1) Believing there is an industry that exists to get you a job. Today’s marketplace requires job seekers to be ACTIVE participants, not PASSIVE ones. The only person who will get you a job is you!
2) Misunderstanding the role of recruiters. First, there are several versions of recruiting models. Not all are the same. The employer pays while the job seeker never pays the recruiter. Some use a business model that aligns with the employer’s goals, others work on a commission based model designed to get a candidate to accept an offer in order for the recruiter to be paid a commission or a percentage of what the new hire is being paid. As a candidate, you should take the time to understand what business model your recruiter uses.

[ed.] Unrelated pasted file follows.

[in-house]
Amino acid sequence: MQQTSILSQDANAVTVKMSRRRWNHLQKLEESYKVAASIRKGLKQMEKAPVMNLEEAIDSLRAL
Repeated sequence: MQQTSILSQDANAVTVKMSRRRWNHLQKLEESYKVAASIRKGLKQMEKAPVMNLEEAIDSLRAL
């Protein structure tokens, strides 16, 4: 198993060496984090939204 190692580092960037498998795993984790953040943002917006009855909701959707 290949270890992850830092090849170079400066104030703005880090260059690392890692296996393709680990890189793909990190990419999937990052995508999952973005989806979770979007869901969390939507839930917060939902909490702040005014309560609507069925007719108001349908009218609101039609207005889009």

3) Appearing desperate to get a job. No employer wants to hire someone who is desperate. Desperate people say they can do anything in order to get hired. Employers don’t want to be fed a line of “hooey”. Furthermore, desperate job seekers are the target of an industry that offers the fairy-tale promise of: “For a fee, we will get you a job”. This has proven to be a quick way for job seekers to part with their money and get disappointment in return.
4) Talking too much with a prospective employer. The longer a professional is out of work, the more frustrating it becomes. At some point, the professional thinks “How can the prospective employer really know me if I don’t tell them everything about me?” This thinking translates into a candidate who provides endless answers to interview questions. The candidate would be better served to provide a succinct reply followed by “Would you like for me to expand upon my answer?”